JAKARTA, Indonesia (CNN) -- The party of Indonesia's president is poised to win the most seats in parliament, according to unofficial election results posted Friday.
A woman shows her finger after voting at a polling booth in Jakarta.
President Susilo Bambang Yudhoyono's Democratic Party is in the lead with over 20 percent of the popular vote, according to Indonesia's General Electoral Commission. The final tally is not expected for more than a week.
Based on the partial results, the ruling party will receive three times more votes than it did in the 2004 parliamentary election. However, it will likely fall short of the 25 percent of votes -- or 20 percent of parliament seats -- needed to nominate a presidential candidate on its own.
That means Yudhoyono will have to form a coalition with its current partner, Golkar, or another political party in order to put forward a candidate in the July presidential race.
The partial results show Megawati Sukarnoputri's Indonesian Democratic Party of Struggle, or PDI-P, in second place with 14.6 percent of the vote and Vice President Jusuf Kalla's Golkar party with 14 percent of the vote.
Indonesian voters chose from nearly 12,000 candidates from 38 political parties in Thursday's legislative election. It is the country's second direct election since the authoritarian regime of Suharto fell in 1998, in the wake of the Asian financial crisis.
Voting was largely peaceful, but the country's Papua province was hit by violence on Thursday when about 80 separatist rebels, armed with machetes and firearms, attacked a police station and burned down part of a university, police said. Police said they shot one man dead as they repelled the attack, according to the Jakarta Post newspaper. Watch more about the vote »
Both incidents happened in Jayapura in Papua, where a separatist movement has simmered for years.
The elections will also determine the makeup of Indonesia's 132-member Regional Representatives Council, as well as its provincial, county and city assemblies.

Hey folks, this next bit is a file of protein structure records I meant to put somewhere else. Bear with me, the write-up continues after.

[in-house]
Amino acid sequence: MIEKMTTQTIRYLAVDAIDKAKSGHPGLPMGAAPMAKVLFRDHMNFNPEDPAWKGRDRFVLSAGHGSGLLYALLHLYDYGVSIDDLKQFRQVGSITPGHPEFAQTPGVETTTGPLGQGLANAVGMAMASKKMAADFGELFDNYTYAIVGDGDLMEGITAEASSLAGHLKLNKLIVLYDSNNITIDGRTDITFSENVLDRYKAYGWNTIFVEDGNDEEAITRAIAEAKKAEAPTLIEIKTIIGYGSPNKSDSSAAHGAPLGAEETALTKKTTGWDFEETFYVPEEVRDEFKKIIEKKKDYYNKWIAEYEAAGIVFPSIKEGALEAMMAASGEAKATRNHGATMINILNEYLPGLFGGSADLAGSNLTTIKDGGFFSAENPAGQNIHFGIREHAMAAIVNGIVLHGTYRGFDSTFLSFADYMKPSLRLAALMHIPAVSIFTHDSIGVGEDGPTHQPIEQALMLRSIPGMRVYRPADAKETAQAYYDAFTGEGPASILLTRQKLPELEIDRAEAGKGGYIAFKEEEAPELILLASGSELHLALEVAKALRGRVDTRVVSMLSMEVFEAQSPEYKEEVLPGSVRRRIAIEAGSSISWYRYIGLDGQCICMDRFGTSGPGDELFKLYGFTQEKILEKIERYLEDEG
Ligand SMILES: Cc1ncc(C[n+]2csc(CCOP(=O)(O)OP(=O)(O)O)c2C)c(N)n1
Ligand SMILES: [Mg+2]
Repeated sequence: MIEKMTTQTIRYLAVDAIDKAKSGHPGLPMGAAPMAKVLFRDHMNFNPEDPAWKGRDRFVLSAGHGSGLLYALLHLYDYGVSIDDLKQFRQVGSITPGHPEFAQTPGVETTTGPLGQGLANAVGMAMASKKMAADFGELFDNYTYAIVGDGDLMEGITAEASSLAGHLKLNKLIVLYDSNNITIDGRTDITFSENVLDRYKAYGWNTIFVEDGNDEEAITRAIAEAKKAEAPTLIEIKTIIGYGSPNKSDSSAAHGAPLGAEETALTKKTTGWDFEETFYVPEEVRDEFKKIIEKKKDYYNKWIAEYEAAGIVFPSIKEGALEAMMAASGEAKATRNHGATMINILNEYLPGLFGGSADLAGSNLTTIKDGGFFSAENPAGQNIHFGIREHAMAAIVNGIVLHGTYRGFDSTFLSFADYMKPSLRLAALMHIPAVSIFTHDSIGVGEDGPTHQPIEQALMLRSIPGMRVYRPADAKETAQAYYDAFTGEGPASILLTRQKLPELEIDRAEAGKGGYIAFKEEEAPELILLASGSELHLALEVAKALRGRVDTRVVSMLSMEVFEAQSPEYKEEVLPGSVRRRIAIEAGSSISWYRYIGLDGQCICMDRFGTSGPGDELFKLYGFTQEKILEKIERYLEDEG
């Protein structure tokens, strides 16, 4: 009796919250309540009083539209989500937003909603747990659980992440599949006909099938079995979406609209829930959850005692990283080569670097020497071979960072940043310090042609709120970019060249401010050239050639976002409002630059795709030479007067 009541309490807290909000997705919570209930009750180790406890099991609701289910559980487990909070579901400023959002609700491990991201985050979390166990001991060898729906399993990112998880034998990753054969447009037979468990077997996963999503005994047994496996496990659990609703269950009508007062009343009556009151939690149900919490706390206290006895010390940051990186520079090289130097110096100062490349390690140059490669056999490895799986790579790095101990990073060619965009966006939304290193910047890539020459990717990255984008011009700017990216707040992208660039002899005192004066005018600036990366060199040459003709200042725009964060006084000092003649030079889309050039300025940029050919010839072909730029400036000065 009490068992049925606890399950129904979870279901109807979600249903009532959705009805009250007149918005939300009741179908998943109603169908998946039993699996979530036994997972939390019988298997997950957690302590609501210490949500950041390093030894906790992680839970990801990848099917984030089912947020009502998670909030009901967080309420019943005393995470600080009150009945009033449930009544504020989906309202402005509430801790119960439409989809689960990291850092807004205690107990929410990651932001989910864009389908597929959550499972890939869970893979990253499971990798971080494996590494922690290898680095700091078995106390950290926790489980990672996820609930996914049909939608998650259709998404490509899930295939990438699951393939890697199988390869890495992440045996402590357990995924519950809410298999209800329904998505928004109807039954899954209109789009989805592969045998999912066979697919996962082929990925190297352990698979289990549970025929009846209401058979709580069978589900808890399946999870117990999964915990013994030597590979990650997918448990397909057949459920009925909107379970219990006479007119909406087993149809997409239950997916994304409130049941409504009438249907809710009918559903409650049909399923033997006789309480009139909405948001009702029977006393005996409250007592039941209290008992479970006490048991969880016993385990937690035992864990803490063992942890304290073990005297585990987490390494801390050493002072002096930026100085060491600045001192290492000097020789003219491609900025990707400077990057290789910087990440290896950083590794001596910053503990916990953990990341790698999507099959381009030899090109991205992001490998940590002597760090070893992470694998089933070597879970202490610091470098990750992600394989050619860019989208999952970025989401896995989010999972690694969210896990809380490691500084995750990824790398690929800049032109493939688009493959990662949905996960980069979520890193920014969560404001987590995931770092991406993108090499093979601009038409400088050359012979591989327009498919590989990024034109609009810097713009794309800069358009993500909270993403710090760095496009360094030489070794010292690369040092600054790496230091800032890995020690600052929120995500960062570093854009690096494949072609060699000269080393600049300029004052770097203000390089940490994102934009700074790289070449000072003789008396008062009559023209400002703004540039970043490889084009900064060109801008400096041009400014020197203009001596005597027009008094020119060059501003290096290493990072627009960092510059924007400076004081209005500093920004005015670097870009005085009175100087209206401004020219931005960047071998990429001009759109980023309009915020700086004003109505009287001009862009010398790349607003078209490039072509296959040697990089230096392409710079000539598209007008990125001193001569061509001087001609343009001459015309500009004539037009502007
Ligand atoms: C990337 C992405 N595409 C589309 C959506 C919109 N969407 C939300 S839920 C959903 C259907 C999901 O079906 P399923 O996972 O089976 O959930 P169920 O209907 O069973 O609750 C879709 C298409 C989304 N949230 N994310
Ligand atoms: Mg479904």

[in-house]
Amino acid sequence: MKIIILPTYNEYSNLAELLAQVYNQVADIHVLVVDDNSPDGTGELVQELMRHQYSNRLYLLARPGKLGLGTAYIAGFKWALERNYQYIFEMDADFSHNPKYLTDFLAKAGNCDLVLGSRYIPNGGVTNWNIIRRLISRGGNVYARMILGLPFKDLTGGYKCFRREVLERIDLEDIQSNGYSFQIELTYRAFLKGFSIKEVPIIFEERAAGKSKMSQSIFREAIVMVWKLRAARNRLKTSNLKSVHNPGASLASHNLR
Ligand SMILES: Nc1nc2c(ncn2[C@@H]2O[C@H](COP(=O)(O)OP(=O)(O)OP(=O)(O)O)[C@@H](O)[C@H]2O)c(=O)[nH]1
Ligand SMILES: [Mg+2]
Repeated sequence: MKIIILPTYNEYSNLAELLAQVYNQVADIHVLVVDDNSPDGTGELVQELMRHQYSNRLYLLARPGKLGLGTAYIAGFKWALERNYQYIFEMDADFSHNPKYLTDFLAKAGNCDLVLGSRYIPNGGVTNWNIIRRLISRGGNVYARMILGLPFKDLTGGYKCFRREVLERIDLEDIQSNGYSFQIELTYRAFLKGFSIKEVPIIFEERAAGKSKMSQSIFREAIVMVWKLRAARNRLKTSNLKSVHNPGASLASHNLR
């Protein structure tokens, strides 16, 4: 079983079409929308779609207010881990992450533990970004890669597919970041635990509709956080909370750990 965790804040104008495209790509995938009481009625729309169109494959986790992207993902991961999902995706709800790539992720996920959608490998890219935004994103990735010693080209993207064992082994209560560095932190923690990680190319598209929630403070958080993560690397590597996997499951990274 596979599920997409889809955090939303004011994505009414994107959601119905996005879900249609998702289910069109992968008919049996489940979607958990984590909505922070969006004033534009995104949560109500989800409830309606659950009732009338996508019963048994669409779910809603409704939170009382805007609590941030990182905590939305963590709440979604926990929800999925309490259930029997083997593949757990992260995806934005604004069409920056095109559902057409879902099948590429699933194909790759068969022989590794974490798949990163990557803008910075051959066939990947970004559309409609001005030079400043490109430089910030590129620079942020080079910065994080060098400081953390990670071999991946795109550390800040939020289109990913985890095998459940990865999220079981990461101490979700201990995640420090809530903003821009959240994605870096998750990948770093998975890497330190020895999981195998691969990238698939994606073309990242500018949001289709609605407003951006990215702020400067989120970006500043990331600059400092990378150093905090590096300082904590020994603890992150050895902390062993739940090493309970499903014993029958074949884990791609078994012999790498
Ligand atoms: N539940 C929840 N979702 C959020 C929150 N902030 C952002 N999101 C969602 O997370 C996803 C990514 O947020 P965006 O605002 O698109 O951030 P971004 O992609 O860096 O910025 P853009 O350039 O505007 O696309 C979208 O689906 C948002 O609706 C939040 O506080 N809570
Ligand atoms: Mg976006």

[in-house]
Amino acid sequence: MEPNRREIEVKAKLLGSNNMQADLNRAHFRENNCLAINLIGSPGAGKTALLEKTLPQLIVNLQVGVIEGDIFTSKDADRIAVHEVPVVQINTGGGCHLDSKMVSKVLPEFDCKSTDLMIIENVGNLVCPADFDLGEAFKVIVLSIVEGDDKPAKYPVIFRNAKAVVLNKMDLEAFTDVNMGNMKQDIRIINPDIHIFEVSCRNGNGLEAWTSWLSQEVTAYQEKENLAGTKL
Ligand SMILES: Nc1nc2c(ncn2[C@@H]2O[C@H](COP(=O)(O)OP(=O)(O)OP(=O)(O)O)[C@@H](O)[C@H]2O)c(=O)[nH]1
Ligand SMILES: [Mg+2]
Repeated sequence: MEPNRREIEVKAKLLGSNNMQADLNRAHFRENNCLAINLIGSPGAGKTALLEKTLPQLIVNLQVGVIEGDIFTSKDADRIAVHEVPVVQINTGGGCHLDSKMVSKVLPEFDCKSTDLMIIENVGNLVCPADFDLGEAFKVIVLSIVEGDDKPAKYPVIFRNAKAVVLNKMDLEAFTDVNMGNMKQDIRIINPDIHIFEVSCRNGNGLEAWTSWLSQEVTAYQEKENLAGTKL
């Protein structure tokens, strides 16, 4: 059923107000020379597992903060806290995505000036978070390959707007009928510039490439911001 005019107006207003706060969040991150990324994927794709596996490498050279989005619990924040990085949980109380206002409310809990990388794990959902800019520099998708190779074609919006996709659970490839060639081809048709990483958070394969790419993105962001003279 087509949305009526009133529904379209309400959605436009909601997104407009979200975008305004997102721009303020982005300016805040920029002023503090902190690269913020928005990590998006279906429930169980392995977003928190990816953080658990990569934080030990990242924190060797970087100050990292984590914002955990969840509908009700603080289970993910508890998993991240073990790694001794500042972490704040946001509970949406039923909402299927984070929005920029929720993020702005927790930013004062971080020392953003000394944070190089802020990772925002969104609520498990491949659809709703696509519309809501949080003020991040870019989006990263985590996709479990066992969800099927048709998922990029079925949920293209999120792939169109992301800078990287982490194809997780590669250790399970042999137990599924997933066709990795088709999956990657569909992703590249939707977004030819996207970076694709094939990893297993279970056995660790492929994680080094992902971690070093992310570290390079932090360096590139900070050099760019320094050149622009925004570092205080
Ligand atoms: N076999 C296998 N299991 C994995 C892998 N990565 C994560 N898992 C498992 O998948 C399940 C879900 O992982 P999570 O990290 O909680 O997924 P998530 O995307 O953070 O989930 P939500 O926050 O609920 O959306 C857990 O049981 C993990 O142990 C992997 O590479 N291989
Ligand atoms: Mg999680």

More than 70 percent of Indonesia's 238 million people are expected to have cast ballots. Watch what's at stake in the elections »
Even before the voting began, there were serious concerns about the legitimacy of the legislative election. Indonesia's voting process is complicated: For the first time, Indonesians can vote for an individual within a party and not just for the party.
New voting mechanisms were also causing confusion and could lead to an increased number of invalid ballots. There are allegations of fraudulent voter lists as well.
Several Indonesian students, and first-time voters, have voiced their disillusionment with the current parties and candidates.
"I choose not to vote," said Shohib, a student at State Islamic University in Jakarta. "I am disappointed with the leaders."
"I want someone who could lead Indonesia to be better ... who would hear people's aspirations and actually do something about it," said 18-year-old Wiendy Pranoto, a senior at Pesantran Al-Hamidiyah -- an Islamic school outside Jakarta.
Analysts warn that if the elections are viewed as illegitimate, voters will lose confidence, and anger that lingers below the surface could erupt.
Adding to the troubles is Indonesia's status as one of the most corrupt nations in the world, according to Transparency International.
Those factors -- corruption and the economy -- are what experts say are allowing a conservative Muslim movement to gain momentum. That movement says the current government's lack of piety is causing the nation's problems.
"The prize for the global conservative movement is Indonesia," said political analyst Jeffery Winters. "If Indonesia were to move in a direction of becoming a much more conservative Islamic state, it would trigger a number of consequences."
Most political parties have been running on a platform of anti-corruption. The governing Democratic Party has been taking action on corruption and is trying to capitalize on those gains.
Analysts say that, barring a major crisis, Yudhoyono will probably win a second term. The president is known as "Mr. Clean" because of his anti-corruption efforts. He has also gained popularity for his handling of the 2004 tsunami recovery and the country's battle against terrorism.
CNN's Andy Saputra, Arwa Damon and Tricia Escobedo contributed to this report.